On Friday afternoon, I drove with my friends to Cable, Wisconsin for the American Birkebeiner, an international cross-country ski race. One of my friends was racing the Birkie for the first time on Saturday, so we were all accompanying him for emotional support and what we hoped would be a nice 8th week vacation. We were planning to get in around 6 so he could go to bed early and rest well before the race. Spoiler alert: He didn’t.
Gasoline, kerosene, sometimes the world is up in flames.
When we arrived Friday night, the plumbing in our cabin didn’t work. Yikes! Over the next three hours the owner of the cabin came in and out trying to get it fixed, calling the previous owner, an emergency plumbing service, and even his mother, all while my friend was waxing his skis in the living room and we were going through our schedule for Saturday. Once when the owner was out, my friend showed us a TikTok video. It was a parody of the “Veronica Open the Door” song as if done by Mort and King Julian from Madagascar. That should be enough to explain why we collapsed onto the couch in fits of laughter until the owner came back. For the rest of the trip, at random moments we’d fiercely whisper “King Julian, King Julian, open the door please!” in each other’s ears whenever things got a little too intense.
When it was clear the plumbing wouldn’t be fixed that night, the owner sent us to stay the night in his mom Darlene’s living room. We were finally settled in and asleep, when around 2am one of my friends vomited in poor Darlene’s bathroom. Also at 2am, our skier hadn’t slept a wink, and we realized we were four queer people sleeping in a complete stranger’s house in the-middle-of-nowhere Wisconsin. Perhaps as a coping mechanism, we found this situation profoundly hilarious and spent the next 10 minutes muffling our laughter into our pillows so as not to wake Darlene up (throwback to the giggles article from November).
Birds eye view is always true. The ground is far away.
Three and a half hours later, my friend had vomited again and found out they’d gotten a stomach virus from their housemates, and our skier had managed to sleep not a single minute the entire night before his race. So Birkie day was off to a great start!
While our skier was slogging through his 50 kilometers, the rest of us spent most of the day in the car, calling the cabin owner’s friend Donna to make arrangements for that night and helping our sick friend vomit and stay hydrated. By the time we picked our skier up at the finish line, both of them were just about dead, and my roommate and I (usually the immature ones of the group) were left in charge. Our genius solution was to take off our skier’s shoes and try to stretch him in the back seat of the car before we left. He ended up putting them back on and stretching by himself, and that was about the extent of our effectiveness as caregivers.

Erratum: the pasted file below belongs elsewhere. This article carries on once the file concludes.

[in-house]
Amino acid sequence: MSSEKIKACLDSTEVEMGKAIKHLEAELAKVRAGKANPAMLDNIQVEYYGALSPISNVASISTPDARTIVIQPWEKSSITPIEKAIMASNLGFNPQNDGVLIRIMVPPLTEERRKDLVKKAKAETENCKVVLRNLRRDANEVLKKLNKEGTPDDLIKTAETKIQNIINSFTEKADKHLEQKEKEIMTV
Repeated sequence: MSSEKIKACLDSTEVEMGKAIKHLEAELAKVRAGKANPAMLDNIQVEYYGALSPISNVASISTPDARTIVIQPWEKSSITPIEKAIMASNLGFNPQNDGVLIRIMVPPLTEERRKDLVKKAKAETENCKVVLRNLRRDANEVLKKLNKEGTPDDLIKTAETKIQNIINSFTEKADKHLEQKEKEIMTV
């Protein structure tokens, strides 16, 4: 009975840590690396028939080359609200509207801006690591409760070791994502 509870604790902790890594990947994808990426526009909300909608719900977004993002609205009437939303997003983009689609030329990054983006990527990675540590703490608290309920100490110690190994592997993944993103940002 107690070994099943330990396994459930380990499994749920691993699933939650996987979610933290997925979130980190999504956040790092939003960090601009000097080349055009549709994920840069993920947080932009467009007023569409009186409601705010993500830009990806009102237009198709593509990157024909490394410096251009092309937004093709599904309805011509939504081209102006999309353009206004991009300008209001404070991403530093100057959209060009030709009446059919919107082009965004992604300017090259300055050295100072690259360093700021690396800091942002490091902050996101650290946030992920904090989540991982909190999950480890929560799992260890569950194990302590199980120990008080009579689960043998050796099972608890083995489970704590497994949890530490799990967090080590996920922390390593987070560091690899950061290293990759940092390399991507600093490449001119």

On the way home, though, he fell asleep with his head in my lap, and I ran my fingers through his hair, watching the snow-covered trees pass by outside.
When signals cross, don’t get lost, you’ll see with your own eyes.
We did manage to haul everyone to Donna’s place, a wintry getaway in the north pole complete with Christmas lights, a tree, and figurines of ducks wearing Packers jerseys and green and yellow Santa hats. Compared to the hell we’d been through, it was a perfectly satisfactory purgatory. We ate, watched Spongebob, got our ears talked off by Donna, slept, and those of us who hadn’t thrown up yet managed to continue not doing so.
Yesterday, back safe and sound and thankfully not sick at Lawrence, I found a video on my phone of that first drive. Before we knew about the plumbing, before we knew about the stomach bug. Before the lack of sleep, and before Darlene and Donna and the Christmas paraphernalia. It was during sunset on Friday, and we were passing from the snow-covered woods to a tiny town on a frozen lake. A silly pop song was playing, my roommate was cracking jokes, our skier was wearing his dad sunglasses, and my other friend had this cute grin on their face right before they burst into laughter.
In spite of everything that happened to ruin it for us, I get chills thinking about this weekend. I get chills, and I smile, because I spent it with them.
Hold onto me with both hands, you can close your eyes again. And I’ll stay with you tonight.